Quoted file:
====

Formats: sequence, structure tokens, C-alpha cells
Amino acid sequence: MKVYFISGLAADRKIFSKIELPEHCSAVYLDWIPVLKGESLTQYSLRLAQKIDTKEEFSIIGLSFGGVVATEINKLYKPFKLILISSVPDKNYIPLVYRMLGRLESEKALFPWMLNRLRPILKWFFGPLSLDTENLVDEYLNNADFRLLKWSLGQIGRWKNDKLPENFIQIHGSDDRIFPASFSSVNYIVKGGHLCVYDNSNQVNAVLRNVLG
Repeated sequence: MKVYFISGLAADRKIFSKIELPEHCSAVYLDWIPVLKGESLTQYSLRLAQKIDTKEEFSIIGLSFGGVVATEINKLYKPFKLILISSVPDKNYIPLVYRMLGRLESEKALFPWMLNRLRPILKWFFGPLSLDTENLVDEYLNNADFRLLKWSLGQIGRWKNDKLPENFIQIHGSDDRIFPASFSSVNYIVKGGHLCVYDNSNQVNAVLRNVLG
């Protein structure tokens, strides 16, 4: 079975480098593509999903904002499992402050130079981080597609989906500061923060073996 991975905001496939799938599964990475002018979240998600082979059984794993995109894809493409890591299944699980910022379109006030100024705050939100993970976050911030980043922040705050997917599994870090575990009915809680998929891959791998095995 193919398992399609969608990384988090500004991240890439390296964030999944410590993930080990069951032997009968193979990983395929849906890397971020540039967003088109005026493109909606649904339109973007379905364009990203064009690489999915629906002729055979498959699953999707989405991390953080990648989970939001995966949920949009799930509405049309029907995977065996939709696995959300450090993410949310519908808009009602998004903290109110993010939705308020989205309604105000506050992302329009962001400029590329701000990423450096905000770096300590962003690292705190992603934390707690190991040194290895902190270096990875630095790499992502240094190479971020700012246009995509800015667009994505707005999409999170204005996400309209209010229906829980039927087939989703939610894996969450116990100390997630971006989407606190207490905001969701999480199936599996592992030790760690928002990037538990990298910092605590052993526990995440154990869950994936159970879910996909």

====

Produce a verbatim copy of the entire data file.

Formats: sequence, structure tokens, C-alpha cells
Amino acid sequence: MKVYFISGLAADRKIFSKIELPEHCSAVYLDWIPVLKGESLTQYSLRLAQKIDTKEEFSIIGLSFGGVVATEINKLYKPFKLILISSVPDKNYIPLVYRMLGRLESEKALFPWMLNRLRPILKWFFGPLSLDTENLVDEYLNNADFRLLKWSLGQIGRWKNDKLPENFIQIHGSDDRIFPASFSSVNYIVKGGHLCVYDNSNQVNAVLRNVLG
Repeated sequence: MKVYFISGLAADRKIFSKIELPEHCSAVYLDWIPVLKGESLTQYSLRLAQKIDTKEEFSIIGLSFGGVVATEINKLYKPFKLILISSVPDKNYIPLVYRMLGRLESEKALFPWMLNRLRPILKWFFGPLSLDTENLVDEYLNNADFRLLKWSLGQIGRWKNDKLPENFIQIHGSDDRIFPASFSSVNYIVKGGHLCVYDNSNQVNAVLRNVLG
């Protein structure tokens, strides 16, 4: 079975480098593509999903904002499992402050130079981080597609989906500061923060073996 991975905001496939799938599964990475002018979240998600082979059984794993995109894809493409890591299944699980910022379109006030100024705050939100993970976050911030980043922040705050997917599994870090575990009915809680998929891959791998095995 193919398992399609969608990384988090500004991240890439390296964030999944410590993930080990069951032997009968193979990983395929849906890397971020540039967003088109005026493109909606649904339109973007379905364009990203064009690489999915629906002729055979498959699953999707989405991390953080990648989970939001995966949920949009799930509405049309029907995977065996939709696995959300450090993410949310519908808009009602998004903290109110993010939705308020989205309604105000506050992302329009962001400029590329701000990423450096905000770096300590962003690292705190992603934390707690190991040194290895902190270096990875630095790499992502240094190479971020700012246009995509800015667009994505707005999409999170204005996400309209209010229906829980039927087939989703939610894996969450116990100390997630971006989407606190207490905001969701999480199936599996592992030790760690928002990037538990990298910092605590052993526990995440154990869950994936159970879910996909």